During the earliest days of the war the British and Empire armies were seldom issued grenades, but the need for such weaponry became apparent once it was clear to all that trench warfare was going to be the norm. The earliest grenades (improvised by both sides) were simply food tins that were jam-packed with an explosive mixed with nails, glass shards and bits of iron. By 1915 grenade production was in full swing and British historians have estimated that throughout the course of the war on the Western Front, British and Commonwealth forces had used fifteen million hand-grenades.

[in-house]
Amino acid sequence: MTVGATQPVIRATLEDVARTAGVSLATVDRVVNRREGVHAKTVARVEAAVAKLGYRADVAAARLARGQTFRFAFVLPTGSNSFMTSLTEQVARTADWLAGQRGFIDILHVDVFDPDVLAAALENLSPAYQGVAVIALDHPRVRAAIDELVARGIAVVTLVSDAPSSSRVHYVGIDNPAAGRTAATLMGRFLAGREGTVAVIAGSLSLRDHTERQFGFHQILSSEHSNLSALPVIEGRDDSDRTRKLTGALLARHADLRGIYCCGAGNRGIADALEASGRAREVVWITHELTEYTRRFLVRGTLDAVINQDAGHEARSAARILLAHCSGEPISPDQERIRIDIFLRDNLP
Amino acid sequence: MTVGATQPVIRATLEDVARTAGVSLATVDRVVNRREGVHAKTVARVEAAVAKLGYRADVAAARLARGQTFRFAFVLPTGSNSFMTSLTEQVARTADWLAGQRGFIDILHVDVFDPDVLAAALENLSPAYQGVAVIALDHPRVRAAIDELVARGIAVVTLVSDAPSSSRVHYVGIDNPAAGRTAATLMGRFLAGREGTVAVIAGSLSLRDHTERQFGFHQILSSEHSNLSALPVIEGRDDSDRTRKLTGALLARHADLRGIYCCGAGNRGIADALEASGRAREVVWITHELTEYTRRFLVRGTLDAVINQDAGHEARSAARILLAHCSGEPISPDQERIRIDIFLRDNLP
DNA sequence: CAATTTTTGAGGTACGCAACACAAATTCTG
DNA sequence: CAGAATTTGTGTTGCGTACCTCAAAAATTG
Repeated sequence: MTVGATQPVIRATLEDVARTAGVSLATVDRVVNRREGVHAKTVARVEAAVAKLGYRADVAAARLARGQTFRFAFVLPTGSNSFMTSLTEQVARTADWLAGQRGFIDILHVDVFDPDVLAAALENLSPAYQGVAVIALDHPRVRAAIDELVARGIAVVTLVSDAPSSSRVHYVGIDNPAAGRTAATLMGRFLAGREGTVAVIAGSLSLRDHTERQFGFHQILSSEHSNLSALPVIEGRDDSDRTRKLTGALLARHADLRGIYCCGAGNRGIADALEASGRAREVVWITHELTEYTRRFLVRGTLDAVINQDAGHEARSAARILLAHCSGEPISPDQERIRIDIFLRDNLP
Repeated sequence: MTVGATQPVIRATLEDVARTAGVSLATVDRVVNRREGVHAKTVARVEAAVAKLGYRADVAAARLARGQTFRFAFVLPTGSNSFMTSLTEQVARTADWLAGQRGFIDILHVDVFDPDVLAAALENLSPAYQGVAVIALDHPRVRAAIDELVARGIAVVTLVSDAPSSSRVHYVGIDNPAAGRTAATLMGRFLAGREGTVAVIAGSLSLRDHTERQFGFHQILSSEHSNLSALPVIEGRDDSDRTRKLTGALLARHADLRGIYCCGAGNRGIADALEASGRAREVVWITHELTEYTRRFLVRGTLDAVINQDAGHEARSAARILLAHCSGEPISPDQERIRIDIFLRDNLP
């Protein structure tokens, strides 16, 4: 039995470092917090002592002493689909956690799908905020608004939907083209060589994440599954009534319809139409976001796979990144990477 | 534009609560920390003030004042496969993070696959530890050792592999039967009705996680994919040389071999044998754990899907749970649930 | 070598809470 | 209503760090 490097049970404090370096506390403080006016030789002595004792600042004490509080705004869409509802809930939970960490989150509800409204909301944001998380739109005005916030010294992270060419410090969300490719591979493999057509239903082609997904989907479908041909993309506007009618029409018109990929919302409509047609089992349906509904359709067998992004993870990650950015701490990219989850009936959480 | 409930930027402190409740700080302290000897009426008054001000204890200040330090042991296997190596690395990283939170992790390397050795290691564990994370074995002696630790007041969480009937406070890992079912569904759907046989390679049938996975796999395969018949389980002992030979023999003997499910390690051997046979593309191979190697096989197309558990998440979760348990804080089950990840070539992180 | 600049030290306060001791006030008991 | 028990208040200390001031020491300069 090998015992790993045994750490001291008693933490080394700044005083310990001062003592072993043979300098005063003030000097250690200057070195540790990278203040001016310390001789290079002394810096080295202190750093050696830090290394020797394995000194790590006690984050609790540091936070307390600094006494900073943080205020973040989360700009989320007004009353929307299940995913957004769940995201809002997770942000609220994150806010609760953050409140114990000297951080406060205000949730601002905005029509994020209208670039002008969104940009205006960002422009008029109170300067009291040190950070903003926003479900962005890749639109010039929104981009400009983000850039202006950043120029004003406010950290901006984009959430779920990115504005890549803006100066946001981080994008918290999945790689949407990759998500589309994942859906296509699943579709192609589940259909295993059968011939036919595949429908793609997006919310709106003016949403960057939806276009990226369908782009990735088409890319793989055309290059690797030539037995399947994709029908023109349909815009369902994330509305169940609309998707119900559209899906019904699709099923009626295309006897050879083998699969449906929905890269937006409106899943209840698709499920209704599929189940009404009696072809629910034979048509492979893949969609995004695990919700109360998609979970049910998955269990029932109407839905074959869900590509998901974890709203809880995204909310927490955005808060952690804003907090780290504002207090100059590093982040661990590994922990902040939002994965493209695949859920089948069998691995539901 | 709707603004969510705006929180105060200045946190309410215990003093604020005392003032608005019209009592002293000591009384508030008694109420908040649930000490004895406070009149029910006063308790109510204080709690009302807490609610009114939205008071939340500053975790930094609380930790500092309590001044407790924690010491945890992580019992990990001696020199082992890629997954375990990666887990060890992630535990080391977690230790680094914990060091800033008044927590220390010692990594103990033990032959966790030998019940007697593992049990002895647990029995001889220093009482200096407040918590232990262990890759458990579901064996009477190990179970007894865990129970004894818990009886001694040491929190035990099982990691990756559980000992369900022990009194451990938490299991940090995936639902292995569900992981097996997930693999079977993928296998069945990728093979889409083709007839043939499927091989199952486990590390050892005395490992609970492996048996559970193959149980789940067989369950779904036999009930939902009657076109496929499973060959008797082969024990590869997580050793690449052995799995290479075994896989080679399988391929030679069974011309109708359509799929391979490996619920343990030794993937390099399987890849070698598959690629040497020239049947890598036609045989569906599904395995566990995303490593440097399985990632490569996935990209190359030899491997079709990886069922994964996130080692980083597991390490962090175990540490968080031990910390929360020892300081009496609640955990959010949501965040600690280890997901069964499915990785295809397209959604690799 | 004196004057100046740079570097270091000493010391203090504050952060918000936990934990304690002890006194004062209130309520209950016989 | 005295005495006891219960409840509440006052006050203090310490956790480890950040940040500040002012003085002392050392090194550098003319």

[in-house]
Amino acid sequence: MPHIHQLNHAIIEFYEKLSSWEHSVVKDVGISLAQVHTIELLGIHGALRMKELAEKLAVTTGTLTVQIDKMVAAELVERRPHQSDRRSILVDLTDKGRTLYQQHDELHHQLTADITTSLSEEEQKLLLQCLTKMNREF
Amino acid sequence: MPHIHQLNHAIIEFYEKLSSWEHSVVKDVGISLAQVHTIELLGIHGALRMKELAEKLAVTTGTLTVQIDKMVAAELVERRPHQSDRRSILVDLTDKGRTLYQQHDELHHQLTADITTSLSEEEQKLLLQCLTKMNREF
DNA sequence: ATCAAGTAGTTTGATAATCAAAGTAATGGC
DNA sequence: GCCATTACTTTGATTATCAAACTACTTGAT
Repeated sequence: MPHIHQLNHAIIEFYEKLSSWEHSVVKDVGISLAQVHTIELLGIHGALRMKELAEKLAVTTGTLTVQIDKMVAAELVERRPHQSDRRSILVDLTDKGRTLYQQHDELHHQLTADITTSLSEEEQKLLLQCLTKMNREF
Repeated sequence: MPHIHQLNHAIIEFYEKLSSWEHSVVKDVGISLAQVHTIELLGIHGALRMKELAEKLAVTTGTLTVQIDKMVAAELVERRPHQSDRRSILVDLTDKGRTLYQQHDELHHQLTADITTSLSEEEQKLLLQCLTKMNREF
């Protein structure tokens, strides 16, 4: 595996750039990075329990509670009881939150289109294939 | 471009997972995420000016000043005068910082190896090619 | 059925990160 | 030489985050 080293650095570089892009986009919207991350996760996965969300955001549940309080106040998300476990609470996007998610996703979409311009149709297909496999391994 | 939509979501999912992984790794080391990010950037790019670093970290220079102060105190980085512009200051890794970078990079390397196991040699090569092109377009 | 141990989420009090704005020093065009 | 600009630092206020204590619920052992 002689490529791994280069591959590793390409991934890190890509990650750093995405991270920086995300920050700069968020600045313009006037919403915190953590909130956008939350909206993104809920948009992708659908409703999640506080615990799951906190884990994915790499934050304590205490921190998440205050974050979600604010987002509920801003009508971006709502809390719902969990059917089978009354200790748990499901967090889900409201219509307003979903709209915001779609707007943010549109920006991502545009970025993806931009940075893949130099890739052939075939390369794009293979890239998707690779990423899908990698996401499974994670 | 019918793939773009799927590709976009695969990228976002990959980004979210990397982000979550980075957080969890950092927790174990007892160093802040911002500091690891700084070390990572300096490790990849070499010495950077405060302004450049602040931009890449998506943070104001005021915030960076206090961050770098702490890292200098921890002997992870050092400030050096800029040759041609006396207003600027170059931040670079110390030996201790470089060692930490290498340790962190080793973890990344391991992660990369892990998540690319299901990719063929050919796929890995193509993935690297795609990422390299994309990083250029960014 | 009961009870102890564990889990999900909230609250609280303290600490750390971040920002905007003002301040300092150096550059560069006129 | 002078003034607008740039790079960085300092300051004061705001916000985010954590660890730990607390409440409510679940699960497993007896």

The following article concern a British shrapnel grenade that is of the heavy friction pattern.
Click here to read about French grenades of W.W. I.
Click here to learn about the timing fuses designed for W.W. I shrapnel shells.